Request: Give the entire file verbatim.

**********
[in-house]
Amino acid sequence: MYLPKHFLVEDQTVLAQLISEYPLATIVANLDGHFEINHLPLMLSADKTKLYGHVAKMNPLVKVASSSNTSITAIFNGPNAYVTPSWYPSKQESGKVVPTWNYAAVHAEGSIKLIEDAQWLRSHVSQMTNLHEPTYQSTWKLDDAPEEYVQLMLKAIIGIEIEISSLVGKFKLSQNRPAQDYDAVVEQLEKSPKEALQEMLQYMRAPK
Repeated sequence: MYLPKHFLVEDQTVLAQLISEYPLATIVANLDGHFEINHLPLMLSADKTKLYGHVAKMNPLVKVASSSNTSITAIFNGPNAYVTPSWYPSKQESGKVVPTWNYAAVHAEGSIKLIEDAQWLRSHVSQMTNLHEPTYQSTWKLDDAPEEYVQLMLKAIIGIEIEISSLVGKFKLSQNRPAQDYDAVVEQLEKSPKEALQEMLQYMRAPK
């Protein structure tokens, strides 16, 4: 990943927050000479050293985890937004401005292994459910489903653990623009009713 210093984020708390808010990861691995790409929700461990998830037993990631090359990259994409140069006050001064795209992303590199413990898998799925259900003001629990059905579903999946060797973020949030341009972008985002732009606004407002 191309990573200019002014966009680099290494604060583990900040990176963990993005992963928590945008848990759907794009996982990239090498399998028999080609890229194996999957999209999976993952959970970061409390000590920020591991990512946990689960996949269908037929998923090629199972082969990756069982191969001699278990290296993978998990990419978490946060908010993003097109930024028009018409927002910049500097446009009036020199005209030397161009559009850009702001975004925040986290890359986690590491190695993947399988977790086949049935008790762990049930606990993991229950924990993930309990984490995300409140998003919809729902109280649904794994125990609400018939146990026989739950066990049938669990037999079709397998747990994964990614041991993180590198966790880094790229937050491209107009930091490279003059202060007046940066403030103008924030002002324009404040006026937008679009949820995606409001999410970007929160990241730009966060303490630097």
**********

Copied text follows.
[in-house]
Amino acid sequence: MYLPKHFLVEDQTVLAQLISEYPLATIVANLDGHFEINHLPLMLSADKTKLYGHVAKMNPLVKVASSSNTSITAIFNGPNAYVTPSWYPSKQESGKVVPTWNYAAVHAEGSIKLIEDAQWLRSHVSQMTNLHEPTYQSTWKLDDAPEEYVQLMLKAIIGIEIEISSLVGKFKLSQNRPAQDYDAVVEQLEKSPKEALQEMLQYMRAPK
Repeated sequence: MYLPKHFLVEDQTVLAQLISEYPLATIVANLDGHFEINHLPLMLSADKTKLYGHVAKMNPLVKVASSSNTSITAIFNGPNAYVTPSWYPSKQESGKVVPTWNYAAVHAEGSIKLIEDAQWLRSHVSQMTNLHEPTYQSTWKLDDAPEEYVQLMLKAIIGIEIEISSLVGKFKLSQNRPAQDYDAVVEQLEKSPKEALQEMLQYMRAPK
């Protein structure tokens, strides 16, 4: 990943927050000479050293985890937004401005292994459910489903653990623009009713 210093984020708390808010990861691995790409929700461990998830037993990631090359990259994409140069006050001064795209992303590199413990898998799925259900003001629990059905579903999946060797973020949030341009972008985002732009606004407002 191309990573200019002014966009680099290494604060583990900040990176963990993005992963928590945008848990759907794009996982990239090498399998028999080609890229194996999957999209999976993952959970970061409390000590920020591991990512946990689960996949269908037929998923090629199972082969990756069982191969001699278990290296993978998990990419978490946060908010993003097109930024028009018409927002910049500097446009009036020199005209030397161009559009850009702001975004925040986290890359986690590491190695993947399988977790086949049935008790762990049930606990993991229950924990993930309990984490995300409140998003919809729902109280649904794994125990609400018939146990026989739950066990049938669990037999079709397998747990994964990614041991993180590198966790880094790229937050491209107009930091490279003059202060007046940066403030103008924030002002324009404040006026937008679009949820995606409001999410970007929160990241730009966060303490630097």